One more time: Blake needs a lawyer ... again
By John Springer
Robert Blake, left
(Court TV) -- California's law schools turn out some great trial lawyers. And actor Robert Blake seems bent on meeting all of them, one at a time.
Blake, who is best remembered for his portrayal of the unorthodox but effective TV detective "Tony Baretta," is in the market once again for a defense lawyer. Another one left him abruptly last week, reportedly because Blake was exerting too much authority over a team of lawyers and investigators just weeks before his murder trial was to begin.
"He's shopping all over the place," said Victor Sherman, a Santa Monica attorney well-known in California legal circles. "A lot of people are turning him down, but he'll find someone."
Sure, Blake will find someone. But who?
"I just don't know. I've given Robert a bunch of names but he's only just embarked on the process," said Dana Cole, the lawyer who successfully got co-defendant Earle Caldwell's conspiracy indictment thrown out.
"I think he's going to have a tough time finding a lawyer, to tell you the truth," Cole said.
What a difference two years makes. When Blake was arrested in April 2002 and charged with killing his wife 11 months earlier, he practically had his pick of lawyers because of the nature of the case, his financial resources and the free publicity that a celebrity murder case brings to the legal team.
But considering the trail of unhappy lawyers in Blake's wake since he was first charged, who would want to step up on his behalf now? Lately, Blake can hardly leave the courthouse without mugging for the cameras with a hot dog in his mouth or bursting into song.
Trail of lawyers
Good attorneys can do great good for defendants charged with all kinds of crimes, but when a client thinks he or she knows better, nothing good can come from that, said Fay Arfa, a Los Angeles criminal defense and appellate attorney.
"Sometimes you can get a lawyer who is really not compatible with a client, where there's just a total conflict," Arfa said. "But after it happens again and again, you wonder if there was a problem with the lawyer or this is a difficult client."
Blake's first lawyer, Harland Braun, resigned after Blake insisted on giving a jailhouse interview to ABC's Barbara Walters. That interview never came off, so Blake next granted a sitdown with Diane Sawyer. Attorney Jennifer Keller quit, in part, over that incident.
Keller's partner, Thomas Mesereau Jr., entered the picture next. Mesereau threatened to quit when Blake appeared intent to give a taped deposition in conjunction with a wrongful death lawsuit filed by the family of his deceased wife, Bonny Lee Bakley. Blake, in tears because he wanted to get his story out before he died in a "cement box," backed down.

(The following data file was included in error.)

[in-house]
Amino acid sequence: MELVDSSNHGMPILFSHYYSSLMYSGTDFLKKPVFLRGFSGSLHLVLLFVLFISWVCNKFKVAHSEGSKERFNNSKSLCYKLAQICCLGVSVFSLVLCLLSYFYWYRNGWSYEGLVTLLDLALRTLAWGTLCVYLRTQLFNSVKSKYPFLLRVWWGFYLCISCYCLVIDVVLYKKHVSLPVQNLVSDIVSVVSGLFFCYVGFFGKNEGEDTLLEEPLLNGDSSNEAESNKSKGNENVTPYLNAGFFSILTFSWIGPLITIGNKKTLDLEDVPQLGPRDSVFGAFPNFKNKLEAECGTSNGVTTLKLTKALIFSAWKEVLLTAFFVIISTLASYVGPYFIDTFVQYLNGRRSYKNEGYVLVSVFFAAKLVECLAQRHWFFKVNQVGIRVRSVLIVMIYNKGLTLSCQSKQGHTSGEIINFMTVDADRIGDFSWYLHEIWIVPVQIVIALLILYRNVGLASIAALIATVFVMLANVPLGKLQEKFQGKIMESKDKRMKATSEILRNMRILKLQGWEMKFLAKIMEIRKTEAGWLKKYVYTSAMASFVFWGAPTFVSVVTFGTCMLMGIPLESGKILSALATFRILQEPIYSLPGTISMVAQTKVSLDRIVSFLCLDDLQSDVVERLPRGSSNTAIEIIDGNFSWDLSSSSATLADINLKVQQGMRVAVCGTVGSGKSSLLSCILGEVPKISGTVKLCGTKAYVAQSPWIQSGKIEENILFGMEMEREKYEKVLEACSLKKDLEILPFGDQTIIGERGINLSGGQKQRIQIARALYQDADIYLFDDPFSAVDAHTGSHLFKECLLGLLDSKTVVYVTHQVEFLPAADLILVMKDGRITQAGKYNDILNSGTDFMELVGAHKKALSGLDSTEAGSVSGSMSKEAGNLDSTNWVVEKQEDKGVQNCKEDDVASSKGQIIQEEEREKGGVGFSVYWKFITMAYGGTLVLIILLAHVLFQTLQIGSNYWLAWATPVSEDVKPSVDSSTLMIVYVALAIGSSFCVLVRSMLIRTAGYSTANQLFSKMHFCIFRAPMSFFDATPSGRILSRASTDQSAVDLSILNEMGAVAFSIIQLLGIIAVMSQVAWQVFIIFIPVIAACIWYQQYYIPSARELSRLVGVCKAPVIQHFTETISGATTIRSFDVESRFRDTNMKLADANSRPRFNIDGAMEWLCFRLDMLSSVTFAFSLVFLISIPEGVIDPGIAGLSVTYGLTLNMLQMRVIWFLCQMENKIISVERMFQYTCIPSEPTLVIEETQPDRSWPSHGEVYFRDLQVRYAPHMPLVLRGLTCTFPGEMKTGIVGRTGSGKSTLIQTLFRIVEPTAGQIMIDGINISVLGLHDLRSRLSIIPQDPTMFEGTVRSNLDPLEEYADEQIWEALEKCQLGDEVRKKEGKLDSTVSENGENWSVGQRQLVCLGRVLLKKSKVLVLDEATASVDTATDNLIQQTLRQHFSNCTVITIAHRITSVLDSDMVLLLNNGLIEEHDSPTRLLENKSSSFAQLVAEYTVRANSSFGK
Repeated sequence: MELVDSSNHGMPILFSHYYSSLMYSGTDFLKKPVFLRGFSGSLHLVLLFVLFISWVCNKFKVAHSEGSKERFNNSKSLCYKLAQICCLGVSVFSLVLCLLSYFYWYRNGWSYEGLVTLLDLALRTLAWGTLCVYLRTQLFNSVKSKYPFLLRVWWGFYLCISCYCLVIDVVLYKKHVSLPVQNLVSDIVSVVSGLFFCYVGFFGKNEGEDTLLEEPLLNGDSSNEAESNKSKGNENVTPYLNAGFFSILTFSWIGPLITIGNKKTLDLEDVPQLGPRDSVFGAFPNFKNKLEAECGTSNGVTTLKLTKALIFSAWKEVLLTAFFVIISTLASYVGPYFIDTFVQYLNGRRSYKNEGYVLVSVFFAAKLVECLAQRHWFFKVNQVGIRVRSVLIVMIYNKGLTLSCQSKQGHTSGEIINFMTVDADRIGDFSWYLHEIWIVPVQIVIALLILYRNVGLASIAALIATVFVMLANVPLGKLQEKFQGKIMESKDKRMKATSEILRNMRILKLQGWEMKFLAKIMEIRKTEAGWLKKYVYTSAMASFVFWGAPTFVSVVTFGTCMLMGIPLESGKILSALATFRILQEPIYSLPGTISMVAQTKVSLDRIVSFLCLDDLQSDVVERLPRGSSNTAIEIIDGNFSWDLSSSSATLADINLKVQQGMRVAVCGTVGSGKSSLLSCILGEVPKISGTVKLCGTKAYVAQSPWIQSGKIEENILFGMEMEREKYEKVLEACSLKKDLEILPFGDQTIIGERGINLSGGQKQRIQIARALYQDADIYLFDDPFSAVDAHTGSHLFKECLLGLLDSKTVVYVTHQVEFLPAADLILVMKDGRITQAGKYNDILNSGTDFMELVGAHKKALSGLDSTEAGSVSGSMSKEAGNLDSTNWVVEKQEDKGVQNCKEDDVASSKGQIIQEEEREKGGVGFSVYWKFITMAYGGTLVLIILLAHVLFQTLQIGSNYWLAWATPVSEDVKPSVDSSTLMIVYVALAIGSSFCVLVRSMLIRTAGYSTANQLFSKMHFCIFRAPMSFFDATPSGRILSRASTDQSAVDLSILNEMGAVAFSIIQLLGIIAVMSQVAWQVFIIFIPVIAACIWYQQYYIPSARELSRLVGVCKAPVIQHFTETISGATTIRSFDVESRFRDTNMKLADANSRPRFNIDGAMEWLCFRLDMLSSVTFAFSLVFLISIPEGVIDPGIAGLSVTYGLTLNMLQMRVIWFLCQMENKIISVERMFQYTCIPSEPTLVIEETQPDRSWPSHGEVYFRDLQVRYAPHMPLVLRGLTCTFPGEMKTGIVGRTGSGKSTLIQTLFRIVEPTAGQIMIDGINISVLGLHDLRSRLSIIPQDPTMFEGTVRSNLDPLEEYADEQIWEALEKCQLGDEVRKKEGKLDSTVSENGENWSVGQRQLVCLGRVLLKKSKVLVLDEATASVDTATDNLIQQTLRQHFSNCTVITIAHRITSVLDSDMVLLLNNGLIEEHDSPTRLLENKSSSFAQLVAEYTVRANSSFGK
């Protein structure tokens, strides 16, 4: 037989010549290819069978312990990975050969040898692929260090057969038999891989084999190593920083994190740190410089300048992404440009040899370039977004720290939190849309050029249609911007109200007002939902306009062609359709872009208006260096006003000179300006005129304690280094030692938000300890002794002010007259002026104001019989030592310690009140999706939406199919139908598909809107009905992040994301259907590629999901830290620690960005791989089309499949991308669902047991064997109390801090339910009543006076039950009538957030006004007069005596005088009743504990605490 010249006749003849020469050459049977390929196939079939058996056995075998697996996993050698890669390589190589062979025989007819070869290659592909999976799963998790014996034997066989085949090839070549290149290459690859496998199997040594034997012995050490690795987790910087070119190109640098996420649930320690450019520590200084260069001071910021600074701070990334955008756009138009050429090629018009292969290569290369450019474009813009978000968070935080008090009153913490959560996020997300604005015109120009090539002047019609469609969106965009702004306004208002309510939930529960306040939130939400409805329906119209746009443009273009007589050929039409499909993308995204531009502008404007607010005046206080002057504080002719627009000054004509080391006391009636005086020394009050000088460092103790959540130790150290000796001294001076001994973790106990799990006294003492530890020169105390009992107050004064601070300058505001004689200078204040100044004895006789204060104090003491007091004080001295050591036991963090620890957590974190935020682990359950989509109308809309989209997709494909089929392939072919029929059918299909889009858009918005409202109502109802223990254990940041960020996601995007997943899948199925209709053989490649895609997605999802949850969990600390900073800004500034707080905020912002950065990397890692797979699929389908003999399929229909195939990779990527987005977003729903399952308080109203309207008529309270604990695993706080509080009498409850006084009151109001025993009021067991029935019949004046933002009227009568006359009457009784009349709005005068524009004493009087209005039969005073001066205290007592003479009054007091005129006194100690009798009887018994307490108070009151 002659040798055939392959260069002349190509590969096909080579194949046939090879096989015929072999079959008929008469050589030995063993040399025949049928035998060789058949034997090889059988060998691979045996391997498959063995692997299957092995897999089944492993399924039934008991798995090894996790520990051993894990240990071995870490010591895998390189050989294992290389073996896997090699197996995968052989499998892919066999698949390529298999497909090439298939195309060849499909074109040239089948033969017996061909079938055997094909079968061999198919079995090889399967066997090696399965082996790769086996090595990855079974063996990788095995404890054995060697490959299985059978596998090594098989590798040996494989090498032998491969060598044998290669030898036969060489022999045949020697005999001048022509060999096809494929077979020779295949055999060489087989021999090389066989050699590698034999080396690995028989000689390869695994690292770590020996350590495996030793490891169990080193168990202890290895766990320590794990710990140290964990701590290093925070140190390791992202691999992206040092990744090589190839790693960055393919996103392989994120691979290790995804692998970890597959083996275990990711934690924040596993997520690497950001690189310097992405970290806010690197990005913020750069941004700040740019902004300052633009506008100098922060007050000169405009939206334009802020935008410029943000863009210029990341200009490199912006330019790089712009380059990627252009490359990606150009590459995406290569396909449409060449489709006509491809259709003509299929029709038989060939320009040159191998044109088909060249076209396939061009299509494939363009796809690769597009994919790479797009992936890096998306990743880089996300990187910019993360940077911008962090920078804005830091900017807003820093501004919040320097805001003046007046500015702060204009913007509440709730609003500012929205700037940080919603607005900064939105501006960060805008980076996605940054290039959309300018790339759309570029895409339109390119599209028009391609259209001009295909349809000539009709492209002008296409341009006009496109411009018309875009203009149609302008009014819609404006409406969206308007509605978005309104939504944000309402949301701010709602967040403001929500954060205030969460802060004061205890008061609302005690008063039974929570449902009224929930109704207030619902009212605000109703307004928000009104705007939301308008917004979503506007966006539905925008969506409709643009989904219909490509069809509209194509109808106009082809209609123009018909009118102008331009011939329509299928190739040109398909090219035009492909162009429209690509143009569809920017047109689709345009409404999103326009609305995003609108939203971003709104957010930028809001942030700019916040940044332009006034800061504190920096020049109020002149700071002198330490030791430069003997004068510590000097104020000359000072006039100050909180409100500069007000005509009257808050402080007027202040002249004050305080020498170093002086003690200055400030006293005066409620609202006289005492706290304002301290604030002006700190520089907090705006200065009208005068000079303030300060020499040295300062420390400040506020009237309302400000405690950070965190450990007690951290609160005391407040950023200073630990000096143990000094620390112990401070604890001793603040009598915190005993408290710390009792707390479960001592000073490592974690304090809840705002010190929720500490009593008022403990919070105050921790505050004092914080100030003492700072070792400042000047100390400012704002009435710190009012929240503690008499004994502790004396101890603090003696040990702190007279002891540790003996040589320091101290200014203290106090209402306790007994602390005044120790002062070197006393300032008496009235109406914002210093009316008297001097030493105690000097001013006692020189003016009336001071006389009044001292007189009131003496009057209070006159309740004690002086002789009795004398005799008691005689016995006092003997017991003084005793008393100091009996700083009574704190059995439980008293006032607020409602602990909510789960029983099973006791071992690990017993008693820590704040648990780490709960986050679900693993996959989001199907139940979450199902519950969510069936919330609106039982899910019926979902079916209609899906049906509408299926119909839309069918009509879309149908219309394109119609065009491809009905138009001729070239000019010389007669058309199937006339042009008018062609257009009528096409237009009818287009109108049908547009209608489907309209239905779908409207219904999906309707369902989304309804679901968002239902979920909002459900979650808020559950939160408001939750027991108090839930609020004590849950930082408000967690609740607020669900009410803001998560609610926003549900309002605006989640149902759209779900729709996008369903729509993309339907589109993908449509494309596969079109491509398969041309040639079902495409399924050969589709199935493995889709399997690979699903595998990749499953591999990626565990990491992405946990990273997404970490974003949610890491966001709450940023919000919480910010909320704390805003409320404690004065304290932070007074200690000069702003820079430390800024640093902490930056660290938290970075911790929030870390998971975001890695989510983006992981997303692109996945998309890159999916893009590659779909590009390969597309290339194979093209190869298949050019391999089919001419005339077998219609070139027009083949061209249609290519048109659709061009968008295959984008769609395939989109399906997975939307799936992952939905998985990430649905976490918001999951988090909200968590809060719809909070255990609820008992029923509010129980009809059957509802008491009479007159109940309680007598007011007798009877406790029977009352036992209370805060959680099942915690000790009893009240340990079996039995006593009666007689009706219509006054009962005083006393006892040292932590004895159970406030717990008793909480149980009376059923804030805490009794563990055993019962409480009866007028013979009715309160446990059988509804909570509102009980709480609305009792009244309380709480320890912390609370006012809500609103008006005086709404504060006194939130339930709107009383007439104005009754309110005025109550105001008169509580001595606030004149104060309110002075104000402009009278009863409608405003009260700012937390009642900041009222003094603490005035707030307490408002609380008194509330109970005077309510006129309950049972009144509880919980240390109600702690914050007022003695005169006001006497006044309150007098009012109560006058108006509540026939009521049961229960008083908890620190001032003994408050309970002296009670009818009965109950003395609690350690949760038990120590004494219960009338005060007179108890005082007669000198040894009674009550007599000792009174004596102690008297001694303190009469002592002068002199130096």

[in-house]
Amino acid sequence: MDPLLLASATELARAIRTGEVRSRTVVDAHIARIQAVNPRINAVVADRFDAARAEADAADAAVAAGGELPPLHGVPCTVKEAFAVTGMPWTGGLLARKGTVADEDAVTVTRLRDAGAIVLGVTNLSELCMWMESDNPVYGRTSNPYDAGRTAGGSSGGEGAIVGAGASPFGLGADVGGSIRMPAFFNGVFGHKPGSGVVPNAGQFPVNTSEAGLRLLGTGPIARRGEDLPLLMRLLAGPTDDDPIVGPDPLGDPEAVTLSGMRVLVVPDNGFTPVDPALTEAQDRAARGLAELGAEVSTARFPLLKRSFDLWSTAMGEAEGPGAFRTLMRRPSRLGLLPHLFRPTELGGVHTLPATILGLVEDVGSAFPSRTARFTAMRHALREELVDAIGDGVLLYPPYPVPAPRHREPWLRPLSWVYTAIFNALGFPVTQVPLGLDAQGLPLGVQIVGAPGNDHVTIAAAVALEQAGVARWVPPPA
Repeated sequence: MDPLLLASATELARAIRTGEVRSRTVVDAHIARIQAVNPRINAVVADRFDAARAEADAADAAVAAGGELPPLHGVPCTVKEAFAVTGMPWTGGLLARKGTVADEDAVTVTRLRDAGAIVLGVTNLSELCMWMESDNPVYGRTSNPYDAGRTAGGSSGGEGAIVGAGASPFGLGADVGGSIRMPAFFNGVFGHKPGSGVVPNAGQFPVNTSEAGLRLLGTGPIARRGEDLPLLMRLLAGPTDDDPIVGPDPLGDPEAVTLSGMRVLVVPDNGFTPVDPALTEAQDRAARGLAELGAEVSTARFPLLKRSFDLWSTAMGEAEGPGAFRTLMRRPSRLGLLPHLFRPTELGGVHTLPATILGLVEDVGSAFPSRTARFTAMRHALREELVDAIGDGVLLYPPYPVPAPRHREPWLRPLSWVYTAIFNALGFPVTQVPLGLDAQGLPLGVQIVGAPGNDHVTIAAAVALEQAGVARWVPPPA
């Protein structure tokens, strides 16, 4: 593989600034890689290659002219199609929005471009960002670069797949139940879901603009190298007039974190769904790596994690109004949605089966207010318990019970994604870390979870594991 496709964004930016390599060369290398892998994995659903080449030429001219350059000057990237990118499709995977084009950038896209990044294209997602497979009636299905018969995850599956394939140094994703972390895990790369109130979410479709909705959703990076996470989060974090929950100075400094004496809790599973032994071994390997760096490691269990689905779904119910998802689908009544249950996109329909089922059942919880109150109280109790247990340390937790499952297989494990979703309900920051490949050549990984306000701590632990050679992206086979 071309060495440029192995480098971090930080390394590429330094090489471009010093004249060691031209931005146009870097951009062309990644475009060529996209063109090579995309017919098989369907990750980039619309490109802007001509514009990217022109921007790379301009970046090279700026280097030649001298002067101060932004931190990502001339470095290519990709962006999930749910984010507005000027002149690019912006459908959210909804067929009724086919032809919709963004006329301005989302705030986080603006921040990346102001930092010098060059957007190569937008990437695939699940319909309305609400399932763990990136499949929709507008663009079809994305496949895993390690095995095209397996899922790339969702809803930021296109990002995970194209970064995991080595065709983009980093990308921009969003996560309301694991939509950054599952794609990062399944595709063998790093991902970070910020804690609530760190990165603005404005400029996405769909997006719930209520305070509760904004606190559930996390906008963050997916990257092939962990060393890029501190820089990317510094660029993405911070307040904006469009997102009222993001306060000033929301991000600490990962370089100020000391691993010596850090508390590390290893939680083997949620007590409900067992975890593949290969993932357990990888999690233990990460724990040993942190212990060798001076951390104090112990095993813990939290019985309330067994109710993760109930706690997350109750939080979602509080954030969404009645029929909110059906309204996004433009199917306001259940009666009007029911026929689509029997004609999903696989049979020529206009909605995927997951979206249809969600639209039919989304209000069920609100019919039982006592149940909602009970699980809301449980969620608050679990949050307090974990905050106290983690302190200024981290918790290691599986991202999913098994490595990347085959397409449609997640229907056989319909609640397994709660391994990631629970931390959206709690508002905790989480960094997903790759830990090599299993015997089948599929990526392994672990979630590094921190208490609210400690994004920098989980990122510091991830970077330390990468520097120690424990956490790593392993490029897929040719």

For Mesereau, the last straw came during pretrial hearings earlier this month. Judge Darlene Schempp told a shocked courtroom that the start of Blake's trial was going to be delayed because she felt compelled to let Mesereau and Blake part ways over "irreconcilable differences." Associates of Mesereau have been quoted in news reports as saying that Blake had fired co-counsel Susan Yu and had circumvented Mesereau by working directly with investigators and two lawyers hired to write motions.
Arfa said it is not unusual for clients to take a direct role in their defense, but it can hurt them if they do not see the big picture.
"Most clients are very emotional, but a lawyer always has to have control of the client. The client has to understand that the lawyer is in charge of their case," Arfa explained. "You really have to tell the client, 'Look, this is really damaging your defense. I understand that the car was blue and not white. There are bigger issues we have to deal with.'"
In Blake's case, there are two major issues that his trial lawyers -- whoever they turn out to be -- must resolve. Two former stuntmen are ready to testify that Blake tried to hire them to kill Bakley in the months before she was gunned down outside a Studio City, California, restaurant.
Changing lawyers so often has to be costly for Blake, who posted $1.5 million bail before being released and confined to his home pending the outcome his trial. He is also paying a lawyer to defend him in the wrongful death suit, which is being put off until after the criminal trial.
Attorney Barry Felsen said he stopped representing Blake in the civil case last year, but their split was not acrimonious like some of the others. When Mesereau left the Blake camp, Blake told reporters that he was "sorry" to see Mesereau go.
"I know Tom Mesereau. He was very dedicated to the case," Arfa said. "He devoted a lot of his practice making sure Blake got the defense he needed."
Blake is due back in court, with a new attorney in tow or not, February 23.